A day in the life of a runner

As someone who came onto this MA having barely any experience in the film and television industry, when a friend offered the opportunity to be a runner for a music video with Gas and Electric it was impossible to turn down, but extremely nerve wracking at the same time. I couldn’t wait to experience a professional production.

LydiaBlogThe day before the shoot we were emailed a call sheet (a real, proper call sheet) where we could see the various locations we would be filming, the plan for the day and contacts for everyone involved. The overall day took 12 hours and was scheduled in so much detail. Myself and another FTV student, Talla, were awake and on location by 6.30am. We had the warmest welcome and were introduced to the team with as many bacon rolls and drinks of coffee as we liked. At 7am on the dot, the advanced schedule began, and we started by being in charge of the distribution and set up of the radio mics. These walkie talkies were essential during the shoot as they enabled the contact between many of the production team. Talla and I were numbers 4 and 5, also included were the 1st assistant director, the production assistant and the producer, who was sat at the unit base looking after the equipment throughout the day.

While everyone was setting up, me and Talla were introduced to the new talented artist – a young local performer from Birmingham. She chatted away to us while having her make up done by an artist, also a local student, so we all had a lot to talk about. Then Talla proceeded to the first location and I remained at the base. Talla was initially responsible for the playback of the music via a speaker she was holding so the artist could be filmed lip-syncing to it – I also took responsibility for this later on in the day. I was then asked to meet the team with a neon yellow jacket at the next location to help stop the disruption of filming as people and cars were often coming into the shot – I do have to say I enjoyed having this power! I then began to watch the effortless filming of the crew and saw how a music video could be filmed.

I was summoned after a while to have the responsible task of returning the SD card full of footage to the unit base, to transfer it onto a computer and bring it back empty to be used again – this is when the term ‘runner’ really came into account, as I could be seen running through the busy streets of Digbeth back and forth a few times. Talla carried on with the playback duty and some members of the public wanted to join the filming. The talent and director both agreed, and I was therefore sent to grab some release forms to obtain their consent for being filmed.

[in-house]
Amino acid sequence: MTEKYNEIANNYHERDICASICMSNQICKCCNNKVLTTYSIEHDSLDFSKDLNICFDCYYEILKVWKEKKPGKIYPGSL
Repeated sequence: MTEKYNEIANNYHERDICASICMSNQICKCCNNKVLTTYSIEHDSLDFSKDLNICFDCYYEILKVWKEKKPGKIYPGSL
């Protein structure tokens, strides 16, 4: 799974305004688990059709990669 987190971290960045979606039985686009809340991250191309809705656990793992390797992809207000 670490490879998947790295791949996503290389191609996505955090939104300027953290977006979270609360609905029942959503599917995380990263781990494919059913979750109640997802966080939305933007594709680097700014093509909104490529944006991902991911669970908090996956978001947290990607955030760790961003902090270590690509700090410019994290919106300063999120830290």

Lunch time came and by then we had already been on site for 7 hours, so the chilli and rice provided for us at the unit base pub was (as you can imagine) a great success. After filming in multiple locations, I watched the team be challenged by someone from the council asking for a permit. This was handled so calmly, and the production assistant sorted it out so it did not affect the team shooting all the action. After 12 long hours of filming, Talla and I put away all the radio equipment and loaded it into the van to be taken back to London. From our position as runners, we experienced up close what goes into the production of a small-team location music video. All of the scheduled organised chaos at the time did not stop the positive and kind nature of the production team, who continued to ask how we were and whether we were okay as first timers on the job. In conclusion, I would 100% be a runner again, even if that does mean running around Birmingham in -1 degrees!